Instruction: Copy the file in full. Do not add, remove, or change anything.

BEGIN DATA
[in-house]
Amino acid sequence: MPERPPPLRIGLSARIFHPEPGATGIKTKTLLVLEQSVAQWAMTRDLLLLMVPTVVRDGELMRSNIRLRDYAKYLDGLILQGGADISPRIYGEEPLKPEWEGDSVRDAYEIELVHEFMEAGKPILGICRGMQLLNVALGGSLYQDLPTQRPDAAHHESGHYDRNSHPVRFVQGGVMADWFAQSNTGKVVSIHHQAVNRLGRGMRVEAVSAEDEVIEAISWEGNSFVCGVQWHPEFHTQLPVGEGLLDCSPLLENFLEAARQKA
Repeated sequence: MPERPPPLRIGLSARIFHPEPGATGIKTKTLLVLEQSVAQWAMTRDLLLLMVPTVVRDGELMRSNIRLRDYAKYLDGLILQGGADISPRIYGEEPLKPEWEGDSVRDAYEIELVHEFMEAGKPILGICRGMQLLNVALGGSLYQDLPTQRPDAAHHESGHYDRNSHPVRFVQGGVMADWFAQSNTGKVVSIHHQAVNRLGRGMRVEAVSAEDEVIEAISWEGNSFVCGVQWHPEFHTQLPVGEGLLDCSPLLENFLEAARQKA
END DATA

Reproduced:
[in-house]
Amino acid sequence: MPERPPPLRIGLSARIFHPEPGATGIKTKTLLVLEQSVAQWAMTRDLLLLMVPTVVRDGELMRSNIRLRDYAKYLDGLILQGGADISPRIYGEEPLKPEWEGDSVRDAYEIELVHEFMEAGKPILGICRGMQLLNVALGGSLYQDLPTQRPDAAHHESGHYDRNSHPVRFVQGGVMADWFAQSNTGKVVSIHHQAVNRLGRGMRVEAVSAEDEVIEAISWEGNSFVCGVQWHPEFHTQLPVGEGLLDCSPLLENFLEAARQKA
Repeated sequence: MPERPPPLRIGLSARIFHPEPGATGIKTKTLLVLEQSVAQWAMTRDLLLLMVPTVVRDGELMRSNIRLRDYAKYLDGLILQGGADISPRIYGEEPLKPEWEGDSVRDAYEIELVHEFMEAGKPILGICRGMQLLNVALGGSLYQDLPTQRPDAAHHESGHYDRNSHPVRFVQGGVMADWFAQSNTGKVVSIHHQAVNRLGRGMRVEAVSAEDEVIEAISWEGNSFVCGVQWHPEFHTQLPVGEGLLDCSPLLENFLEAARQKA